David Knoble, CPA, PLLC

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Using LinkedIn for Networking

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LinkedIn con­tin­ues to be the new craze of social net­work­ing, but with a unique twist.  LinkedIn is the first to require approval before some­one can link to your pro­file.  Addi­tion­ally, your pro­file includes your edu­ca­tion, work his­tory, ref­er­ences, links to your web site — in short a com­plete resume about who you are.  The ques­tion is:  how do you use LinkedIn to really begin networking?

Any­one that is good at net­work­ing skills frowns when you talk about using a com­puter.  Most will quickly tell you that the best way to net­work is face-to-face or on the phone.  I believe they are cor­rect.  How­ever, I also believe that LinkedIn pro­vides you an incred­i­ble source of peo­ple to con­nect with face-to-face, using email and on the phone.  While there are many ways you can uti­lize LinkedIn, here is what has worked well for me.

It is easy to send an invi­ta­tion to peo­ple you know well.  They will prob­a­bly accept your invi­ta­tion quickly.  Now, you think, I am linked!  You believe your net­work­ing has started.  If you agree with me, I urge you to sit down and read the rest of this article.

The peo­ple you already know well already have your skills and your busi­ness in the back of their mind.  If they meet some­one you should talk to, they will prob­a­bly get both of you in touch.  This was before they were ‘linked’ to you.  What you really want to review is who they are con­nected with.

If you are con­nected to per­son A, and they are con­nected to per­sons B, C and D then they are referred to as your sec­ond tier con­nec­tions.  These sec­ond tier con­nec­tions are what help you begin net­work­ing.  You have two steps you should perform.

  1. Send an invi­ta­tion to any sec­ond tier con­nec­tions that you already know well.  See if you can link with them.
  2. Begin to inves­ti­gate the remain­ing sec­ond tier con­nec­tions to see who you want to link with.

Do not try and review every sin­gle per­son on your sec­ond tier list.  If you are con­nected to 30 peo­ple, you may have as many as 4,000 sec­ond tier con­nec­tions.  Pick a con­tact and review your sec­ond tier con­nec­tions with them until you find 3 or 4 peo­ple you would like to con­nect with.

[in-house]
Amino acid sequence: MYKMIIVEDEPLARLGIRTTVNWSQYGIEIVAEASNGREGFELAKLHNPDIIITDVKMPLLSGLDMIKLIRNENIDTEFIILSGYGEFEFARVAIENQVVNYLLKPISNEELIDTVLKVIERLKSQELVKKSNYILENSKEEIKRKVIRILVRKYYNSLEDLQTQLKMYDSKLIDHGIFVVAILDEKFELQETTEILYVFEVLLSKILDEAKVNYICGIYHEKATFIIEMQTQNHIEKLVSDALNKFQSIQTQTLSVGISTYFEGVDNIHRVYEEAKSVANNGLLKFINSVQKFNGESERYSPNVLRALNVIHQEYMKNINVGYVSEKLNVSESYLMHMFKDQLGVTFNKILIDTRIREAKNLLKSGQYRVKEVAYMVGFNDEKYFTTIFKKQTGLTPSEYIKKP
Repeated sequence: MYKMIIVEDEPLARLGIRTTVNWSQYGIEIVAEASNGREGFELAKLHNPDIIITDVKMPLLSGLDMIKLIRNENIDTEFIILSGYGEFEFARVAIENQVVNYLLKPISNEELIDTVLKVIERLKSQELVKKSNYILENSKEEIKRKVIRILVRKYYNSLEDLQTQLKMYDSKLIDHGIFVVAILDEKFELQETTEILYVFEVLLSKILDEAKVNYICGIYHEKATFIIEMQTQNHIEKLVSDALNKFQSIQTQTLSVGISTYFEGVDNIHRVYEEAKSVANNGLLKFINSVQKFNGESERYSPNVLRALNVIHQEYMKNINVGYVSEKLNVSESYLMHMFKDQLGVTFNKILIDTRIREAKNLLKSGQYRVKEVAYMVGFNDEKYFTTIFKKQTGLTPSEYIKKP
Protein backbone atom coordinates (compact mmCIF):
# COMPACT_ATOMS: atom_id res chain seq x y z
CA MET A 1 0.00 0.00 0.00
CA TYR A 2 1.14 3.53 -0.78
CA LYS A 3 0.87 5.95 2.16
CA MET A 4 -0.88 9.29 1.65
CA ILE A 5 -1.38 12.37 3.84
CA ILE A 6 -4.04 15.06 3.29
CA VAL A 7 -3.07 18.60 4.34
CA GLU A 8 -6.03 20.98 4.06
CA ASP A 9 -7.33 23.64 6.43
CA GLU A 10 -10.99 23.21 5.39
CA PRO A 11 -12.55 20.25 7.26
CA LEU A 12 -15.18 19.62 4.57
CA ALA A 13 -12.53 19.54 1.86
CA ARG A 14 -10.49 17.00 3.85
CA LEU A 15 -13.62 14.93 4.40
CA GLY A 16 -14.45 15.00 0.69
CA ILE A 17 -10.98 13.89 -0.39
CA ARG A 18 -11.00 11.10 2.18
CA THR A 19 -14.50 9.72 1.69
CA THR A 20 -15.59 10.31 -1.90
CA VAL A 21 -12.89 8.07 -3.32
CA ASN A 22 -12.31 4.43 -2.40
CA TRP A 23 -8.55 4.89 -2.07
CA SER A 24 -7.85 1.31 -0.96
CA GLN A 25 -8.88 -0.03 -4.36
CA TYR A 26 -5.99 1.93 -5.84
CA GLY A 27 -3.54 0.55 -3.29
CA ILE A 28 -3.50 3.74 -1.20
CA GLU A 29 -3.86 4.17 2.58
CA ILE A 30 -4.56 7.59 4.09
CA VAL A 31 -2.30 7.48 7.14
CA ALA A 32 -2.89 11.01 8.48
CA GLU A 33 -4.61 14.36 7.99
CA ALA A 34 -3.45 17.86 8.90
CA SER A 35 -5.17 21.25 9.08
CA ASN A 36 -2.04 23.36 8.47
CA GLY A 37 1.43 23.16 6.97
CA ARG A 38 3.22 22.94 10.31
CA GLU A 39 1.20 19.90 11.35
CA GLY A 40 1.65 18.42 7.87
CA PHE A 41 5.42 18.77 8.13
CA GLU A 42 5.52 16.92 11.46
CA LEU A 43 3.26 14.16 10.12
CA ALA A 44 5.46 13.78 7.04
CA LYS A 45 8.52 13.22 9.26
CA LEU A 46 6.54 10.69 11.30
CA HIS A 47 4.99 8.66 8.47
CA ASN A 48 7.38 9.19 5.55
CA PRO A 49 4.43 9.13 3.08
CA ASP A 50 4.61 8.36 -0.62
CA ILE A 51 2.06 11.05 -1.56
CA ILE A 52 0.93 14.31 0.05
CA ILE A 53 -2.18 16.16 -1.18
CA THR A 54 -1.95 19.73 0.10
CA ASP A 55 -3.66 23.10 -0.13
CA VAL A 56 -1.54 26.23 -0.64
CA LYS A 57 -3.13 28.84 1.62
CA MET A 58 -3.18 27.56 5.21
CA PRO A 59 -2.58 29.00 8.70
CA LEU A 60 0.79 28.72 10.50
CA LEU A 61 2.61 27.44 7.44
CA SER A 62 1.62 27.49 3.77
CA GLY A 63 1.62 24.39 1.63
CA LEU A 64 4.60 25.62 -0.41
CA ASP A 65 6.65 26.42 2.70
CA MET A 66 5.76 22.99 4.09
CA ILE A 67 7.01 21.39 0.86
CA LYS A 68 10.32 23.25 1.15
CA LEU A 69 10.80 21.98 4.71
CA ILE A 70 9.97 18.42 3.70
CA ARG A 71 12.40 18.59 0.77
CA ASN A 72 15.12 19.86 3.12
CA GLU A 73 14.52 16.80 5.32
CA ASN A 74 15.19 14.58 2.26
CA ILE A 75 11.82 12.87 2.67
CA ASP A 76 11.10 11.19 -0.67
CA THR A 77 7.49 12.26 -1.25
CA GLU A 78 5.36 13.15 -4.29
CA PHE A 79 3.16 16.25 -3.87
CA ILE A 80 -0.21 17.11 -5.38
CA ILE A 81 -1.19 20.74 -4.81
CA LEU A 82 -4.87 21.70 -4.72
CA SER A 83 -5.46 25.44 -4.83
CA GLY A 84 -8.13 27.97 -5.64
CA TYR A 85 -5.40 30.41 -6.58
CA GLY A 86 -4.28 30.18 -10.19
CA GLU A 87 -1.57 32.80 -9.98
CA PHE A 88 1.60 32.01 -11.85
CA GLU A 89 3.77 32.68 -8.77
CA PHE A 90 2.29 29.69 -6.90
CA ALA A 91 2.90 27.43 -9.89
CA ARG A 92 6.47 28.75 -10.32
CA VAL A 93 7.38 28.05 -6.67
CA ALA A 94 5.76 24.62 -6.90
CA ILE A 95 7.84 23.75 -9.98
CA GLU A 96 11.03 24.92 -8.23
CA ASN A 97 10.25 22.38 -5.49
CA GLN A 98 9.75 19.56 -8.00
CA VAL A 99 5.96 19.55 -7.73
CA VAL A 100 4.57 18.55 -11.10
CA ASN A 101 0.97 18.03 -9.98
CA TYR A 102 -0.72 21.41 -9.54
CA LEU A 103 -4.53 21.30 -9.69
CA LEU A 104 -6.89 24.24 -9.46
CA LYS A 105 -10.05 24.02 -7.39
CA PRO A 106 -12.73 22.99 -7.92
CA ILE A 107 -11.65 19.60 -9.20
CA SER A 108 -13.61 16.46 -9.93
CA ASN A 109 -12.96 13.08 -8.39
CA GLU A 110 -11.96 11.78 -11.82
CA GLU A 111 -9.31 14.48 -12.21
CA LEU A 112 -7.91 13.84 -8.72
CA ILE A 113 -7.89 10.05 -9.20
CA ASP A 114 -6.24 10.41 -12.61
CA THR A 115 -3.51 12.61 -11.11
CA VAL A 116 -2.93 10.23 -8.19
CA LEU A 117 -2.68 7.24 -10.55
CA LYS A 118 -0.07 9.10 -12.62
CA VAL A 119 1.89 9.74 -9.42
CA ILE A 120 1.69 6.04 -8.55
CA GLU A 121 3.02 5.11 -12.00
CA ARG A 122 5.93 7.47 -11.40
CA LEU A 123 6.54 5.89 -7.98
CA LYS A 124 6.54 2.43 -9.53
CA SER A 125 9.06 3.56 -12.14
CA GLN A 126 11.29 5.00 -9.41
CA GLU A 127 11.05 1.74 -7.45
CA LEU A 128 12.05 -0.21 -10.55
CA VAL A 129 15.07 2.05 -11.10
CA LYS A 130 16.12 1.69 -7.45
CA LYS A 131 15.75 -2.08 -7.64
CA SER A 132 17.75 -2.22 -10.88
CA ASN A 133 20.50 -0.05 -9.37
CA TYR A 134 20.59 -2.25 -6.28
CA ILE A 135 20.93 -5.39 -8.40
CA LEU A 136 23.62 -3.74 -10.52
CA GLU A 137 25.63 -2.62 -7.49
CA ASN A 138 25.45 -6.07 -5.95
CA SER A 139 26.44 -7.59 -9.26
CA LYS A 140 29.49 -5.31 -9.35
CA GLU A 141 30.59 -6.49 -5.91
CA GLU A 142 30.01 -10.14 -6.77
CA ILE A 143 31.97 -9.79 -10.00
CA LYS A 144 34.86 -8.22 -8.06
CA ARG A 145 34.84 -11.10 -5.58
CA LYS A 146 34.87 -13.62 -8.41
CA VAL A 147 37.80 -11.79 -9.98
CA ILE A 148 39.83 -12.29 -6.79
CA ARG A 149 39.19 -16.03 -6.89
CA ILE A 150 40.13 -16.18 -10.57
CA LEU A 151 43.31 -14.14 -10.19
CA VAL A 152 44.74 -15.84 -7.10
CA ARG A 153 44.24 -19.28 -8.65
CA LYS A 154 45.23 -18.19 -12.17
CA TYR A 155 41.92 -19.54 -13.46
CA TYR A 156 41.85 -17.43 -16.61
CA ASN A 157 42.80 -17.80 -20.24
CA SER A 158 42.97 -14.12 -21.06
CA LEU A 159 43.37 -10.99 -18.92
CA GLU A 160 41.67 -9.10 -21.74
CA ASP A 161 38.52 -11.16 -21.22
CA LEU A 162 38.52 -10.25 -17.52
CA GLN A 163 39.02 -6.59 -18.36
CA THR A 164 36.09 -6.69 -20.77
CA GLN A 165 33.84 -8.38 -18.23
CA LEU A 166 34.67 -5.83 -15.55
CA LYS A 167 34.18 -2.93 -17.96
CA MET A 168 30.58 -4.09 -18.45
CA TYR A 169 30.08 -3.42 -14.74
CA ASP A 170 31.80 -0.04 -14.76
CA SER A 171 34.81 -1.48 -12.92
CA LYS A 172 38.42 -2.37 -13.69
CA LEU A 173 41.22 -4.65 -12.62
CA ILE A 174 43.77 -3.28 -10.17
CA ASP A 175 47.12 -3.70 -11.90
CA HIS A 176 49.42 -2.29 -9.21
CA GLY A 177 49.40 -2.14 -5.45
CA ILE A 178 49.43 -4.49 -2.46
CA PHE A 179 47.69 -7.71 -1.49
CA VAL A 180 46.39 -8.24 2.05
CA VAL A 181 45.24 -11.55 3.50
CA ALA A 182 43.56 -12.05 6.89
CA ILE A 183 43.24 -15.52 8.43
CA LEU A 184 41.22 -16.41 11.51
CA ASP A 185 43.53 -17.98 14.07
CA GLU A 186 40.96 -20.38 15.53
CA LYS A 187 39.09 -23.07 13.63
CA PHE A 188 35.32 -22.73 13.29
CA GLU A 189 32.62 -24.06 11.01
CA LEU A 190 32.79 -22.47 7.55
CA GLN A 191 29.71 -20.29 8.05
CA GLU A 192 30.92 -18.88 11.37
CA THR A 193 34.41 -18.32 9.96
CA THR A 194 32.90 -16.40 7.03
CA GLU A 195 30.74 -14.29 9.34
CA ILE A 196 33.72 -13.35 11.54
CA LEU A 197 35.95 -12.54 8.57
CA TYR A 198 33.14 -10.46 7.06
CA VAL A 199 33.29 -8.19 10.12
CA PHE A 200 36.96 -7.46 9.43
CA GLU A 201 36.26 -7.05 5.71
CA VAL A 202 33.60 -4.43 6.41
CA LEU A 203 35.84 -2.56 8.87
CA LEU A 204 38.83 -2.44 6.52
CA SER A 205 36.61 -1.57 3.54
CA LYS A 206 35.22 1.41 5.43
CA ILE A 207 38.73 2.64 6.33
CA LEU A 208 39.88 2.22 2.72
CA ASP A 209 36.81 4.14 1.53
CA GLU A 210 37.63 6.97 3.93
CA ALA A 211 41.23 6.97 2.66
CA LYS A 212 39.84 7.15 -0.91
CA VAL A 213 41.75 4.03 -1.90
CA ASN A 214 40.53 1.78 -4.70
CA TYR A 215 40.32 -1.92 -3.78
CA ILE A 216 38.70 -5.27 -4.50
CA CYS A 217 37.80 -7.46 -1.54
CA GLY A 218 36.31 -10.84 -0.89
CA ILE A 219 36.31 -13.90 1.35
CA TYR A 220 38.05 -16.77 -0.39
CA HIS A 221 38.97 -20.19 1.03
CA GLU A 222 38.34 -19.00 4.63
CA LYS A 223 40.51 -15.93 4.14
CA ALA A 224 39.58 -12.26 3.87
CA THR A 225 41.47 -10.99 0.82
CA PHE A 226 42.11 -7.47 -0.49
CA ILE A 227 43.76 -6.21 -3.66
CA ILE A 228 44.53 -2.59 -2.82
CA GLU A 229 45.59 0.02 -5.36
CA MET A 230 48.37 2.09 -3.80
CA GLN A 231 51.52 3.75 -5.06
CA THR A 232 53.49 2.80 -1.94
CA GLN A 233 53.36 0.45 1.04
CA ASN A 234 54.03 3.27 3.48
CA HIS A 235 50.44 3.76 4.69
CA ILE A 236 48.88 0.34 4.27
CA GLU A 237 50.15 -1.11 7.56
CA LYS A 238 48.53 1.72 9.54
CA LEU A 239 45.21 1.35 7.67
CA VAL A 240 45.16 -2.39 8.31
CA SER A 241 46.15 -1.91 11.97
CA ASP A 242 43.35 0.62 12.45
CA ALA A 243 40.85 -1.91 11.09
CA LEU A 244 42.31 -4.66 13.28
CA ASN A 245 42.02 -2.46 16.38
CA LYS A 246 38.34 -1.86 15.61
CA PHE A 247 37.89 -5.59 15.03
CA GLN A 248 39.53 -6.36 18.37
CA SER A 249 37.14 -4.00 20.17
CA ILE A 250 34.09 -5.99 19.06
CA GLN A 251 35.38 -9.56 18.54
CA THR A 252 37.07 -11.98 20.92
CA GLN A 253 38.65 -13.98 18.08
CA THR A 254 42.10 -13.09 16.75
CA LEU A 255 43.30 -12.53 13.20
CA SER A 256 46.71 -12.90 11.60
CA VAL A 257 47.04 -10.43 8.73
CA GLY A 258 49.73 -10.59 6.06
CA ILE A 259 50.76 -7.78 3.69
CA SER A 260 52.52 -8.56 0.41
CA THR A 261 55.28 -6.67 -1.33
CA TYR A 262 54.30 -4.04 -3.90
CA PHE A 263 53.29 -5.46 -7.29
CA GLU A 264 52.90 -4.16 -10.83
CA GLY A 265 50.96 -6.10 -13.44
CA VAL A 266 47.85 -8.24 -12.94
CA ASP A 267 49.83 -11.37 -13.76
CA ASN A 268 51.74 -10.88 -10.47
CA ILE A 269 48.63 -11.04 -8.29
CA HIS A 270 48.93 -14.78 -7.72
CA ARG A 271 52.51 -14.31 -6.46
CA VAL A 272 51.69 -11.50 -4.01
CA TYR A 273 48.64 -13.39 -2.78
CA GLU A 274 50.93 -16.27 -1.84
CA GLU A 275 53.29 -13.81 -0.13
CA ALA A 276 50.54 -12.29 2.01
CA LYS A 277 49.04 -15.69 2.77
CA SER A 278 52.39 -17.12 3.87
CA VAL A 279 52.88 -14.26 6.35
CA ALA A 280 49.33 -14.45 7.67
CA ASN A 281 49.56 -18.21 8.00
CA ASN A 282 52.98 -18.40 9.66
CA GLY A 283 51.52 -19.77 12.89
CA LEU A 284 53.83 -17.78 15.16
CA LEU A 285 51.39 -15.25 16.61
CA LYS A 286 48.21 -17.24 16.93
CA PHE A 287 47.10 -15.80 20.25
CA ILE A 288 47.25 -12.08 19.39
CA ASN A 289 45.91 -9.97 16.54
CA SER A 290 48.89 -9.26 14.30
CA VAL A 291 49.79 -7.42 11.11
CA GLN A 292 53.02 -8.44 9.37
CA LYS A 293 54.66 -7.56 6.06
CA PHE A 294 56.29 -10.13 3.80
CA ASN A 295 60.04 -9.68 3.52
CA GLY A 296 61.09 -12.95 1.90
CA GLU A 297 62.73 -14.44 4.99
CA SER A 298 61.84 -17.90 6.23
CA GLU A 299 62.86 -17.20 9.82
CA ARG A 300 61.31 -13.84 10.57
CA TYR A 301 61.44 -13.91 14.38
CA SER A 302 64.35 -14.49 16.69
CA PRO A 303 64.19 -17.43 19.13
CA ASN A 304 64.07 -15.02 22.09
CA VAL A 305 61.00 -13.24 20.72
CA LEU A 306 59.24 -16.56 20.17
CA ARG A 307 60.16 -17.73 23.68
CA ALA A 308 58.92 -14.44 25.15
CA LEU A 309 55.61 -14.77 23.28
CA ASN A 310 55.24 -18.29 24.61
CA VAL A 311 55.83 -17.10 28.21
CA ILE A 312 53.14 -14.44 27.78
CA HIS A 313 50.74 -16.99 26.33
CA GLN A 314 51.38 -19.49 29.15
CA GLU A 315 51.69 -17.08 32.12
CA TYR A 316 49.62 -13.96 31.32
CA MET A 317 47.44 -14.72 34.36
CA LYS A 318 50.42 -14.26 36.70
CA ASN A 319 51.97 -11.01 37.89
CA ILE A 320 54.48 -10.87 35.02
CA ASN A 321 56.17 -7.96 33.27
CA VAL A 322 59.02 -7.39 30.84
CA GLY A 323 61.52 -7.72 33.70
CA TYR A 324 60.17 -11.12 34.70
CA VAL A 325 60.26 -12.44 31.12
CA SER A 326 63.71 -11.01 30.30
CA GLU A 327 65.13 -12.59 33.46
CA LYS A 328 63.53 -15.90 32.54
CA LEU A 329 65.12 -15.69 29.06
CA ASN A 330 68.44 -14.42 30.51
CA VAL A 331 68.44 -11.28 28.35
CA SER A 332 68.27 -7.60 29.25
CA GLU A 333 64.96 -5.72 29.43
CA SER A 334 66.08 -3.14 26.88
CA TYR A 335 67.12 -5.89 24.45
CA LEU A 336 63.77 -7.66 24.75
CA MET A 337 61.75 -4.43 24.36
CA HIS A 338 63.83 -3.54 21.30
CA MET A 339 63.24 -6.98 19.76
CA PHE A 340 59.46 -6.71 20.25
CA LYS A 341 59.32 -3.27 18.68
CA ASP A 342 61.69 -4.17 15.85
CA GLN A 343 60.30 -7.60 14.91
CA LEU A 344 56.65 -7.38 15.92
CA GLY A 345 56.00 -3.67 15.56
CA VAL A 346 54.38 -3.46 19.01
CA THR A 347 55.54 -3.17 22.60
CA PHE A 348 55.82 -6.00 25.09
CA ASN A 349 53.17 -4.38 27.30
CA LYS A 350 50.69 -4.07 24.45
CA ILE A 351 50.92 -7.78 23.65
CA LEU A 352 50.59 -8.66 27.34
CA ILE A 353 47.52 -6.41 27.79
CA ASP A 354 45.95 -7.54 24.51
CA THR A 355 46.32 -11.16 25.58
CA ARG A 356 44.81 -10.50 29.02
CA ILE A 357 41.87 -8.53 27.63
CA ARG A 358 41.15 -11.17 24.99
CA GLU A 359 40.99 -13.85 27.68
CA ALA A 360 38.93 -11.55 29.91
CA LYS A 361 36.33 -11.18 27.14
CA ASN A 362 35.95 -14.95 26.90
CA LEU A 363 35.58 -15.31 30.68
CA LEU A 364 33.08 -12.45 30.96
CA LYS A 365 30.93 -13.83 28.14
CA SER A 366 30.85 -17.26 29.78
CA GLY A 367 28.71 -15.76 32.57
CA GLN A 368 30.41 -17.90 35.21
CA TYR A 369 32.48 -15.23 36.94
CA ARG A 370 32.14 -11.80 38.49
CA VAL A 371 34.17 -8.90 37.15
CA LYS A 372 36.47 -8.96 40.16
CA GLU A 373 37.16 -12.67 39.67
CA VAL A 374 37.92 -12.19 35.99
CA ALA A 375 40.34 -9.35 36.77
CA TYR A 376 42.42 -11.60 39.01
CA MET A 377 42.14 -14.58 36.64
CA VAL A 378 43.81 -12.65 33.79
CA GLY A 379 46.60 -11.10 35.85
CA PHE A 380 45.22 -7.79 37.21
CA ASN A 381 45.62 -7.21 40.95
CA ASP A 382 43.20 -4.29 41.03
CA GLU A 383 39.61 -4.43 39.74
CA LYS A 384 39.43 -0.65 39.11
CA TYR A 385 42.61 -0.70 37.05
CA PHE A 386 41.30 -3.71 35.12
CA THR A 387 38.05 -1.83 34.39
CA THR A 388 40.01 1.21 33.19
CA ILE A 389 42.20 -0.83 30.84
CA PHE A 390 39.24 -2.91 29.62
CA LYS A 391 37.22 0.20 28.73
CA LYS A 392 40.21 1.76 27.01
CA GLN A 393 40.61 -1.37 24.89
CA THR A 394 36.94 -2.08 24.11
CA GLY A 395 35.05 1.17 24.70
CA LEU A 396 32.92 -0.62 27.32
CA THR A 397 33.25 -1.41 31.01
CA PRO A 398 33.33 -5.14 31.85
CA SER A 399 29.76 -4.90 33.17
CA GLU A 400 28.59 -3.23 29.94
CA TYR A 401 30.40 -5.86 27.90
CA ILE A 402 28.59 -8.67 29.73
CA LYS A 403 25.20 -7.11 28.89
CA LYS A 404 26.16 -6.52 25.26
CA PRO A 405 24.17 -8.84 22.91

After you have a few peo­ple you would like to talk to, ask your con­nec­tion if they think you could ben­e­fit by talk­ing with them.  Make sure you find out some­thing about these peo­ple first.  Make sure they are in your geo­graphic loca­tion.  Make sure they have inter­ests or careers that make them a good fit for what you do.  Remem­ber, you are not look­ing for a client, you are look­ing for a refer­ral to a client.  Depend­ing on how strong your rela­tion­ship is with your con­tact, you may be able to ask for an introduction.

What you are look­ing for is a rea­son to con­tact that sec­ond tier per­son and ask for a meet­ing.  You want to get to know that per­son and maybe even link to them.  After an ini­tial cof­fee, lunch or other meet­ing, you should be able to tell of their inter­est in link­ing with you.  Pro­vided it makes sense, send them an invi­ta­tion.  You should not plan to get ‘linked’ with every sec­ond tier per­son you meet, but some will be a per­fect fit for your business.

If all goes well, you have now spent a week and have two or three new con­nec­tions.  Guess what?  As a result, you now have even more sec­ond tier con­nec­tions to review.

If you haven’t already fig­ured this out, then you soon will.  This is the power of con­nect­ing to peo­ple and learn­ing more about them.  Find ways to help other peo­ple and you will make strong connections.

What about the first com­ment we heard?  Well, we did talk with some­one face-to-face and we made a good con­nec­tion.  Not only did we get ‘linked’, but we can accom­plish this in the morn­ing early or in the evening late and keep our day­time appoint­ments.  This is where the power of a net­work­ing social web site helps.

Used prop­erly, LinkedIn can be a tremen­dous boost in your net­work­ing abil­ity.  Give it a try for a few weeks and you won’t be disappointed.

© 2009, david.knoble
by David Kno­ble, CPA, PLLC
Serv­ing Non-Profits, Busi­nesses & Indi­vid­u­als
Rock Hill, SC

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